Let-downs; inspirational women
There’s nothing worse than the feeling that you’ve let someone down. Whether you were involved in an M Night Shyamalan movie, forgot to put the Cyalis on the nightstand, or should have held the rope tighter at the climbing wall, the sense of shame and self-disappointment can be punishment in itself. So we sympathize with Liu Xiang, the sprinter who in 2004 won the world record for “face plastered on most objects in China.” Nike, Coca-Cola, Visa, McDonalds, Tsingtao, and plenty of others had millions of dollars on him to win, and fans of all ages expected a Hollywood-like rebound from his drop-out at the 2008 Beijing Olympics. As one Nike ad put it, “1.3 billion are watching closely.” No pressure or anything. When Liu did trip over the first hurdle in the heats, CCTV 5’s always classy news anchors cried harder than DPRK broadcasters on news of Dear Leader’s death. Many called for introspection; Global Times relayed conspiracy theories that it was a set-up. To which we say: Get a grip.
A few thousand kilometers away in Anhui province, prosecutors were also trying to get a grip on Gu Kailai, the woman whom CNN calls “China’s Jackie Kennedy.” She is clearly not that, but we would agree she is the most inspirational non-Caucasian female role model to fall from grace since Asma al-Assad. You know it’s going to be an uphill battle in Chinese courts when state media says in advance of the trial that your “crimes are clear” and that “the evidence is irrefutable.” Pro-tip for parachute reporters covering the case: This may indicate a guilty verdict.
Like a [pet] rock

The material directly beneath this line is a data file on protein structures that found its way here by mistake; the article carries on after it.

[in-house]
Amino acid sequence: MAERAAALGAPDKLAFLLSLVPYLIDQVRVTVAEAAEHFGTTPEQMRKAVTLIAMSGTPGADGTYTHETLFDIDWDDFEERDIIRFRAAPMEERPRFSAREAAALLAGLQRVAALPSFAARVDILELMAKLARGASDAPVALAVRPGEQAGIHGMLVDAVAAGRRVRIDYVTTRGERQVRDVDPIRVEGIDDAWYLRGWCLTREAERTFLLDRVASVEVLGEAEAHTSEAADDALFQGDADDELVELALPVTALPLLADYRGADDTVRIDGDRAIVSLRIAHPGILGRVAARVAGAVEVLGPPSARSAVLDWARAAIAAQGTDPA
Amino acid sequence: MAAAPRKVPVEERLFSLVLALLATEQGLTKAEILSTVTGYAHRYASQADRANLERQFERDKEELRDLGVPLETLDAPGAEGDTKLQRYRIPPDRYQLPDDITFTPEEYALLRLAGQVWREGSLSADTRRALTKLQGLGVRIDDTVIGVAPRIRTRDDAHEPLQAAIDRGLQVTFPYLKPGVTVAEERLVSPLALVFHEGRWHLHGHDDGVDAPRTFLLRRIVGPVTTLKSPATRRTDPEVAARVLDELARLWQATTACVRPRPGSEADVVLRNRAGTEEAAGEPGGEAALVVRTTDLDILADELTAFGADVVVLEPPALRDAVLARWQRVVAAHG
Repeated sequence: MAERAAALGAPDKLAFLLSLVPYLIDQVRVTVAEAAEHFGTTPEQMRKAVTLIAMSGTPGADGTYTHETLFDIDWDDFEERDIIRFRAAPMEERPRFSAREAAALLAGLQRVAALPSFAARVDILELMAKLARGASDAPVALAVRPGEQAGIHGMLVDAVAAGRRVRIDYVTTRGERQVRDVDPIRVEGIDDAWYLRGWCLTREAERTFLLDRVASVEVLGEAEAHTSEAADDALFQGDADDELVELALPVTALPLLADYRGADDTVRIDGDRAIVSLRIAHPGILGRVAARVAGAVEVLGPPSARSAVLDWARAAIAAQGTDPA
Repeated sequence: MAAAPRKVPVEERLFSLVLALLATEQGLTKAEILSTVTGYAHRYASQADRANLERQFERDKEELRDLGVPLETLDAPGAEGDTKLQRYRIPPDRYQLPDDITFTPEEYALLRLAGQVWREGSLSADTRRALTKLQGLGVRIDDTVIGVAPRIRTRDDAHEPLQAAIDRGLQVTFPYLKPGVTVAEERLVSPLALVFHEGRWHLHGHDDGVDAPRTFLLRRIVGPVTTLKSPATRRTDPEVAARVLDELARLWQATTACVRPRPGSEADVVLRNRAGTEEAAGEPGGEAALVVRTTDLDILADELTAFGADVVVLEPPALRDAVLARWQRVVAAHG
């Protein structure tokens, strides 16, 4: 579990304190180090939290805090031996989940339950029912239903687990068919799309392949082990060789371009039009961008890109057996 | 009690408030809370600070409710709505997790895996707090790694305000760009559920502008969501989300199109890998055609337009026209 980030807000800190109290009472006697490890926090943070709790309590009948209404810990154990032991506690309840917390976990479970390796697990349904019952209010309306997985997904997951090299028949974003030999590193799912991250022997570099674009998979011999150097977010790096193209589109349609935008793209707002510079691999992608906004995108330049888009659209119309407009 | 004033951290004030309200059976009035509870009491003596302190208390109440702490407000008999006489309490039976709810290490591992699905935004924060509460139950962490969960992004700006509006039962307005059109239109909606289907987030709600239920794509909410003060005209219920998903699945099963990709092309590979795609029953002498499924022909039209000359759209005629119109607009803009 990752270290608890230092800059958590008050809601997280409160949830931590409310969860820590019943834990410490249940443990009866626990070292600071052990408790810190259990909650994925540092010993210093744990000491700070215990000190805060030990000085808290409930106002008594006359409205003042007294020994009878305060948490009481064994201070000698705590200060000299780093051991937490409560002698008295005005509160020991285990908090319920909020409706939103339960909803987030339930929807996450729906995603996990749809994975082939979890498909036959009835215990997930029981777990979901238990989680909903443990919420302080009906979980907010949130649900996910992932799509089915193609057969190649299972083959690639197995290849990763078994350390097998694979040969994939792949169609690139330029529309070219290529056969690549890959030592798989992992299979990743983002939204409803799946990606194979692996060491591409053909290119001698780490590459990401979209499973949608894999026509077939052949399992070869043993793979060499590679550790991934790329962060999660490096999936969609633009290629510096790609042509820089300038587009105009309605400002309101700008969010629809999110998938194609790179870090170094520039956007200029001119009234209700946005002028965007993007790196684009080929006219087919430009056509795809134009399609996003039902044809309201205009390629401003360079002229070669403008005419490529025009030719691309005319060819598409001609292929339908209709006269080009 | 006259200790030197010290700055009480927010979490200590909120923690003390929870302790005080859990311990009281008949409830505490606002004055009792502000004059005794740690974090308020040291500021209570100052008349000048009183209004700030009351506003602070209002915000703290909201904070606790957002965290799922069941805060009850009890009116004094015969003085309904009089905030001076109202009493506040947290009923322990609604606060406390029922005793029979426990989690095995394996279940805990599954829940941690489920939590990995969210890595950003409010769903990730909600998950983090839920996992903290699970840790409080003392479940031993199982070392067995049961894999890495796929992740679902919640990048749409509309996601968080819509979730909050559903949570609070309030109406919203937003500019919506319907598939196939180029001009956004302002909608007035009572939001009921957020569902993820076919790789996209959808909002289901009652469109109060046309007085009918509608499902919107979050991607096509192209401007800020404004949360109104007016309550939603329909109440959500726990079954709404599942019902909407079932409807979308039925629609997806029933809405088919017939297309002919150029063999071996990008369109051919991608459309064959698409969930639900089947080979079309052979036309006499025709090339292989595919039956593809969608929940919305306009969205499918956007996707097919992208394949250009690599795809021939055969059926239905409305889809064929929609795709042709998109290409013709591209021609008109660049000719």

Sometimes as journalists, we like to look on the bright side. No, not really, but we do strive to give credit where it’s due. And currently the car industry should be recognized as single-handedly generating almost all of the good news in China (Almost: China Daily, way to look on the bright side). General Motors, Honda and SAIC, the largest Chinese carmaker by sales, all posted strong growth in China for the month of July, while Ford announced an acquisition plan. What is driving this growth, you ask? Is it the desire to feel the wind in the hair, the thrill of the open road, the satisfaction of destroying a large swathe of Cuba with a Hummer a la Bad Boys II (in which Megan Fox shines as a “bikini kid”)? Actually, no – it’s the need to ride around with your boys in a minivan. One of the most successful foreign models in China is the Wuling Sunshine, a US$5000 loveable little bread box on wheels that gets 40 miles to the gallon (proving once again that economics is the key to environmental protection) and is clearly indestructible. Though not exactly exuding the machismo of some other models (it’s clearly not manly unless you need steps to get in the driver seat), the Wuling is an excellent ride in which to carry around boxes of fruit and dangle out of the window yelling “Hello!” at people. The story of Wuling’s rise to glory is simple economics: China had 47 cars per 1,000 people in 2009, compared with more than 800 in the US. Clearly there will need to be carpooling.